The Union will contribute to international peace and security in accordance with the principles of the United Nations Charter. The Union recognises the primary responsibility of the United Nations Security Council for the maintenance of international peace and security. Following up the principles and objectives of the OSCE Charter for European Security, the Union will cooperate with the UN, the OSCE, the Council of Europe and other international organisations in a mutually reinforcing manner in stability promotion, early warning, conflict prevention, crisis management and post-conflict reconstruction.

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Recalling the guiding principles agreed at Cologne, the European Union should be able to assume its responsibilities for the full range of conflict prevention and crisis management tasks defined in the EU Treaty, the Petersberg tasks.

The European Union should have the autonomous capacity to take decisions and, where NATO as a whole is not engaged, to launch and then to conduct EU-led military operations in response to international crises in support of the Common Foreign and Security Policy (CFSP). The action by the Union will be conducted in accordance with the principles of the UN Charter and the principles and objectives of the OSCE Charter for European Security. The Union recognises the primary responsibility of the United Nations Security Council for the maintenance of international peace and security.

For this purpose, the following has been agreed:

A common European headline goal will be adopted for readily deployable military capabilities and collective capability goals in the fields of command and control, intelligence and strategic transport will be developed rapidly, to be achieved through voluntary co-ordinated national and multinational efforts, for carrying out the full range of Petersberg tasks.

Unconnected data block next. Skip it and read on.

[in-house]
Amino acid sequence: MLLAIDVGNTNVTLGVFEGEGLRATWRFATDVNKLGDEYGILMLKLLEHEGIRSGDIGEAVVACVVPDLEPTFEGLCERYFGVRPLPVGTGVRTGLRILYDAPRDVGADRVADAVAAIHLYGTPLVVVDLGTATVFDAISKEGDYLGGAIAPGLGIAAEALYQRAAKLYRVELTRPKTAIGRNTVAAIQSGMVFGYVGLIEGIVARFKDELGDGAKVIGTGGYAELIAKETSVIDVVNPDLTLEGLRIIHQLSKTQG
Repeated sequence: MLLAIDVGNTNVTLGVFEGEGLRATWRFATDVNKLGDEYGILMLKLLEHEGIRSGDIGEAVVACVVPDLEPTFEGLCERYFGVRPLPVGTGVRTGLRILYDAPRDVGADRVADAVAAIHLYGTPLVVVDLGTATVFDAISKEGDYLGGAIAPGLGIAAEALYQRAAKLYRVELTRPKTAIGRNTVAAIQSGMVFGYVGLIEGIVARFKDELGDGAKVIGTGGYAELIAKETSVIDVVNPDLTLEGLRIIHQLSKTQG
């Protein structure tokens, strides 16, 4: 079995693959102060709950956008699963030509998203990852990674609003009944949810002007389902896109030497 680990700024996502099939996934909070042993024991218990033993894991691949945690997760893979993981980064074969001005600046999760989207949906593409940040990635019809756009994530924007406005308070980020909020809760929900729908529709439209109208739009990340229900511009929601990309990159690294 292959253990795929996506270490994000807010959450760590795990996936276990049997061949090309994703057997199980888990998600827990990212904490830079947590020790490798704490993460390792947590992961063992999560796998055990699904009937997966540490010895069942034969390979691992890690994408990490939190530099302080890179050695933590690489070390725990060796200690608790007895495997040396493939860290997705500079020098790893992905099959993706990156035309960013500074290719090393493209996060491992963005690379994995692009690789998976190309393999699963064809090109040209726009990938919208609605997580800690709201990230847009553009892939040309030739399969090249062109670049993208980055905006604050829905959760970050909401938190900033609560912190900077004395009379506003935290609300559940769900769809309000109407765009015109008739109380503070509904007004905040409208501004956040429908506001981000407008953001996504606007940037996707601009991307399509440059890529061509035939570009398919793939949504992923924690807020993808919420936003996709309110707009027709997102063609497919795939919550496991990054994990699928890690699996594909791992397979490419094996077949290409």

New political and military bodies will be established within the Council to enable the Union to take decisions on EU-led Petersberg operations and to ensure, under the authority of the Council, the necessary political control and strategic direction of such operations.

Principles for cooperation with non-EU European NATO members and other European partners in EU-led military crisis management will be agreed, without prejudice to the Union's decision-making autonomy.

Determination to carry out Petersberg tasks will require Member States to improve national and multinational military capabilities, which will at the same time, as appropriate, strengthen the capabilities of NATO and enhance the effectiveness of the Partnership for Peace (PfP) in promoting European security.

In presenting this report, the Presidency has taken note of the fact that Denmark has recalled Protocol no 5 to the Amsterdam Treaty on the position of Denmark.

Military capabilities for Petersberg tasks